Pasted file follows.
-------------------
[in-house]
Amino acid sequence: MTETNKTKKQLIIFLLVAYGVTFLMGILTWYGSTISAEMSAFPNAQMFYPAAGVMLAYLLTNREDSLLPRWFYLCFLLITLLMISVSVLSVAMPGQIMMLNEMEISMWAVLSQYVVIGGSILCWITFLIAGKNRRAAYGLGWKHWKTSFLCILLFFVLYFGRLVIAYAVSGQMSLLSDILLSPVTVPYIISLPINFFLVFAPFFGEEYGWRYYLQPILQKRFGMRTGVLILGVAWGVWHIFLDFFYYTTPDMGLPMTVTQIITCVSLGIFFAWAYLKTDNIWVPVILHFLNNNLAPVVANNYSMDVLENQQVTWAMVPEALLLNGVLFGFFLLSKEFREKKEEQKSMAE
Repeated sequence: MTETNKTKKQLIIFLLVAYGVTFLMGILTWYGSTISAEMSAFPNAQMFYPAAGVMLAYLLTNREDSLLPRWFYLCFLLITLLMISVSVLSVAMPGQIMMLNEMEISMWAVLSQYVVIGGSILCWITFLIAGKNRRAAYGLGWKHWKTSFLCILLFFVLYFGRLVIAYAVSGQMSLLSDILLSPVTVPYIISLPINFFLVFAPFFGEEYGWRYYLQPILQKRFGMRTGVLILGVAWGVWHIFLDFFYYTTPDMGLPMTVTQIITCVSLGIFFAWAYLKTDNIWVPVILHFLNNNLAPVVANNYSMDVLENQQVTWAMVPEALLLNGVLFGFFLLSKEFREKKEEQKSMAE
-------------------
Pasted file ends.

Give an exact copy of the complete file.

[in-house]
Amino acid sequence: MTETNKTKKQLIIFLLVAYGVTFLMGILTWYGSTISAEMSAFPNAQMFYPAAGVMLAYLLTNREDSLLPRWFYLCFLLITLLMISVSVLSVAMPGQIMMLNEMEISMWAVLSQYVVIGGSILCWITFLIAGKNRRAAYGLGWKHWKTSFLCILLFFVLYFGRLVIAYAVSGQMSLLSDILLSPVTVPYIISLPINFFLVFAPFFGEEYGWRYYLQPILQKRFGMRTGVLILGVAWGVWHIFLDFFYYTTPDMGLPMTVTQIITCVSLGIFFAWAYLKTDNIWVPVILHFLNNNLAPVVANNYSMDVLENQQVTWAMVPEALLLNGVLFGFFLLSKEFREKKEEQKSMAE
Repeated sequence: MTETNKTKKQLIIFLLVAYGVTFLMGILTWYGSTISAEMSAFPNAQMFYPAAGVMLAYLLTNREDSLLPRWFYLCFLLITLLMISVSVLSVAMPGQIMMLNEMEISMWAVLSQYVVIGGSILCWITFLIAGKNRRAAYGLGWKHWKTSFLCILLFFVLYFGRLVIAYAVSGQMSLLSDILLSPVTVPYIISLPINFFLVFAPFFGEEYGWRYYLQPILQKRFGMRTGVLILGVAWGVWHIFLDFFYYTTPDMGLPMTVTQIITCVSLGIFFAWAYLKTDNIWVPVILHFLNNNLAPVVANNYSMDVLENQQVTWAMVPEALLLNGVLFGFFLLSKEFREKKEEQKSMAE